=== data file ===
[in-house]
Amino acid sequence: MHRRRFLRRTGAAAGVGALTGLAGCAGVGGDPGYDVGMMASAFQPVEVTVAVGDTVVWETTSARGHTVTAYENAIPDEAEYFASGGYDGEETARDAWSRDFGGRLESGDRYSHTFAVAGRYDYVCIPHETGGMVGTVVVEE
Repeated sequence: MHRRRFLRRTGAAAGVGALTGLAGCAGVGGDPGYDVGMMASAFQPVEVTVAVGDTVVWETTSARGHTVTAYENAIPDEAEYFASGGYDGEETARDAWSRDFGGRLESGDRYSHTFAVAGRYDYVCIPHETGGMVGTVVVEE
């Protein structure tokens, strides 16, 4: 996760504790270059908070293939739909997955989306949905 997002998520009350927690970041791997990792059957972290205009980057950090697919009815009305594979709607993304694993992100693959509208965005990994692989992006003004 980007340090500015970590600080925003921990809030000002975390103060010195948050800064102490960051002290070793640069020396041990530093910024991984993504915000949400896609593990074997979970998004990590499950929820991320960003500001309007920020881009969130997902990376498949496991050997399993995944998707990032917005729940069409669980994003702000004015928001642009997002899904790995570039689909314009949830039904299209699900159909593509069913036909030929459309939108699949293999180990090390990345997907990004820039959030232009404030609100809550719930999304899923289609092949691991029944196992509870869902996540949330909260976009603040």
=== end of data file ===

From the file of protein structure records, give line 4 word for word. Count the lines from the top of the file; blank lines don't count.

């Protein structure tokens, strides 16, 4: 996760504790270059908070293939739909997955989306949905 997002998520009350927690970041791997990792059957972290205009980057950090697919009815009305594979709607993304694993992100693959509208965005990994692989992006003004 980007340090500015970590600080925003921990809030000002975390103060010195948050800064102490960051002290070793640069020396041990530093910024991984993504915000949400896609593990074997979970998004990590499950929820991320960003500001309007920020881009969130997902990376498949496991050997399993995944998707990032917005729940069409669980994003702000004015928001642009997002899904790995570039689909314009949830039904299209699900159909593509069913036909030929459309939108699949293999180990090390990345997907990004820039959030232009404030609100809550719930999304899923289609092949691991029944196992509870869902996540949330909260976009603040």